This practical test demonstrates that the dog will accept being groomed and examined and will permit a stranger to do so. The evaluator inspects the dog, brushes the dog briefly on the back and sides, and lightly examines its ears and front feet. The evaluator then quietly walks behind the handler and dog, returning to face the dog. The dog does not have to hold position, but should not have to be restrained: minor movement is allowed. The handler may assist the evaluator and talk quietly to the dog.

TEST 4-Out For A Walk
This test demonstrates the ability of the dog to walk politely on a loose leash as well as the handler's ability to control the dog. The evaluator will have the handler and dog walk a course, which will include at least one right and left turn and a 180º-degree turn. It is not necessary for the dog to be exactly aligned with the handler or sit when the handler stops. The handler may talk to the dog.

TEST 5 - Walking Through a Crowd
This test demonstrates the dog's ability to walk politely beside the handler in pedestrian traffic while remaining under control at all times. The dog and handler walk through and close to several [at least five] people.  Throughout this test the handler may talk to the dog, giving praise and encouragement. The dog must maintain a position close to the handler without becoming unduly stressed or unruly. The dog may show some interest in the strangers but should not go to them.

TEST 6 - Sit/Down On Command and Stay In Place (Long Line)
This test demonstrates the dog's ability to respond to the handler's commands. The handler may take a reasonable amount of time and use more than one command to sit and down the dog. If required, the handler may touch the dog gently to assist it.

Once the dog has responded to both a sit and down command, the handler will decide in which position the dog is going to be left. The handler will then tell the dog to stay, and walk forward & meters (20 ft), before turning around to face the dog, then will return to the dog.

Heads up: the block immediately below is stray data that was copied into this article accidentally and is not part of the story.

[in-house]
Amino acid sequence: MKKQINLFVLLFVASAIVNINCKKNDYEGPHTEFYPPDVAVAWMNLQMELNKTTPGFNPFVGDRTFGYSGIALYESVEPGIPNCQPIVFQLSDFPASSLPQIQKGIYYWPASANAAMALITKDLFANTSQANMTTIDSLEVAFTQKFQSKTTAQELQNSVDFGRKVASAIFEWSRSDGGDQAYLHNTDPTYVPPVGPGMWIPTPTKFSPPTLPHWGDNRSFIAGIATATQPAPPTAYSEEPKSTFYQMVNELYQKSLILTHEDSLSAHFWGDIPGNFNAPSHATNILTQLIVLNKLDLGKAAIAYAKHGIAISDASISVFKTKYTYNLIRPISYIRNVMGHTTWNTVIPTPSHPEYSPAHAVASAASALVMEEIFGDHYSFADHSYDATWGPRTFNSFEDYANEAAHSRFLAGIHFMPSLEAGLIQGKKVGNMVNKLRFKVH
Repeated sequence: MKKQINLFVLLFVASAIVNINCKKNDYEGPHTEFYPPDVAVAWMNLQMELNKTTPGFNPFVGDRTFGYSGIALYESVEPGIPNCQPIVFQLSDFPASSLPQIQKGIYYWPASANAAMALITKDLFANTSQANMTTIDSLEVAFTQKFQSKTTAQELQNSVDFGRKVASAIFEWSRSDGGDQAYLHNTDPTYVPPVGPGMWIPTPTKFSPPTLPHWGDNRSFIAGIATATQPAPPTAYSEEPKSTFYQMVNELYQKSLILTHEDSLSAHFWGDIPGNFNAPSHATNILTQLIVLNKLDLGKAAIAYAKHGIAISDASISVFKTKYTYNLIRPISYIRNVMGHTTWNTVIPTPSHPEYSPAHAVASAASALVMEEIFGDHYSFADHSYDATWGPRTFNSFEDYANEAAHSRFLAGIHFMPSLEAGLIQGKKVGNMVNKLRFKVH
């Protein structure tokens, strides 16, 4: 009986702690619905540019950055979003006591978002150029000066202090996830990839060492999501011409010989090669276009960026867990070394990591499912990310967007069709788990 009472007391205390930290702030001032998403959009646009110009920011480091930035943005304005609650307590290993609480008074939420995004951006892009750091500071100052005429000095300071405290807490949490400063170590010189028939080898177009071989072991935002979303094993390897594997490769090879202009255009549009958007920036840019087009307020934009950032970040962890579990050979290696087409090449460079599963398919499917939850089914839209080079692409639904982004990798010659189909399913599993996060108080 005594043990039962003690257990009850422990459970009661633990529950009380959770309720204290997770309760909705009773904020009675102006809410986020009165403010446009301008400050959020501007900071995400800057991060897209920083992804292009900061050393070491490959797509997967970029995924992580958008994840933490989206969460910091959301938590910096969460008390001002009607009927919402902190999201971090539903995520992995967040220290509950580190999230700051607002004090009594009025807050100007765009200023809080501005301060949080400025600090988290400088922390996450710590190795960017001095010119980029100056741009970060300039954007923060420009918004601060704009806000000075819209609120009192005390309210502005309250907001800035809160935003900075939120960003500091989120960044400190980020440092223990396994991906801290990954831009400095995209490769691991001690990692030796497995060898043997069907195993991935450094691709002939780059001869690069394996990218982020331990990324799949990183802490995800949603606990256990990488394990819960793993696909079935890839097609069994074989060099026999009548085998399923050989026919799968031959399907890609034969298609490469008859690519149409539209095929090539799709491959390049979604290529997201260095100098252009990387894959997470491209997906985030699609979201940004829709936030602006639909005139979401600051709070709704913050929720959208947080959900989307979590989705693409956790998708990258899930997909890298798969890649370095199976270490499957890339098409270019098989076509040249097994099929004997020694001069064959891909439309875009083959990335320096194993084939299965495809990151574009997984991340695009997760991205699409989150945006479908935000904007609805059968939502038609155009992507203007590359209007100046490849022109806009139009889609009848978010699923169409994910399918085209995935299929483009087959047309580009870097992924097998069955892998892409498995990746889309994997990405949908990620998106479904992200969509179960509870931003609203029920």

TEST 7 - Come When Called (Long Line)
This test demonstrates the dog's ability to come when called by the handler. The evaluator will stand near the dog, and instruct the handler to position the dog in either a sit, down or stand position.  The handler will then leave the dog and go to a distance of 3 meters (8 - 10 ft) before turning and calling the dog.  The dog may change position, but must remain in place.  The dog should come readily to the handler; the handler may encourage the dog.

TEST 8 - Praise/Interaction
This test demonstrates that the dog can be easily calmed following a play session or praise. After playing with the dog for approximately 10 seconds, the handler then calms the dog. More than one command may be used, but the dog must display controlled behaviour when told to settle by the handler. The evaluator is looking for evidence of a good relationship between the dog and handler.

TEST 9 — Reaction to Passing Dog
This test demonstrates the dog's polite behaviour while in the presence of other dogs and handlers. Two handlers, with their dogs, approach one another from approximately 6 meters (20 ft). They stop, shake hands, briefly chat, and then continue walking for approximately 2 meters (6 ft). The dog should exhibit no more than mild interest in the other dog, and should not cross over to it.

TEST 10 - Reaction To Distractions
This test demonstrates that the dog is confident at all times when faced with common visual and auditory distractions such as the sudden opening or closing of a door, crutches, wheelchairs, baby strollers, joggers, etc.
The dog may express natural interest and curiosity at the distraction, or may startle temporarily, but should not panic or show aggression or fear. One or two barks are permitted but the dog must not continue to bark at the distraction. The handler may encourage and talk to the dog throughout this test.

TEST 11 - Supervised Isolation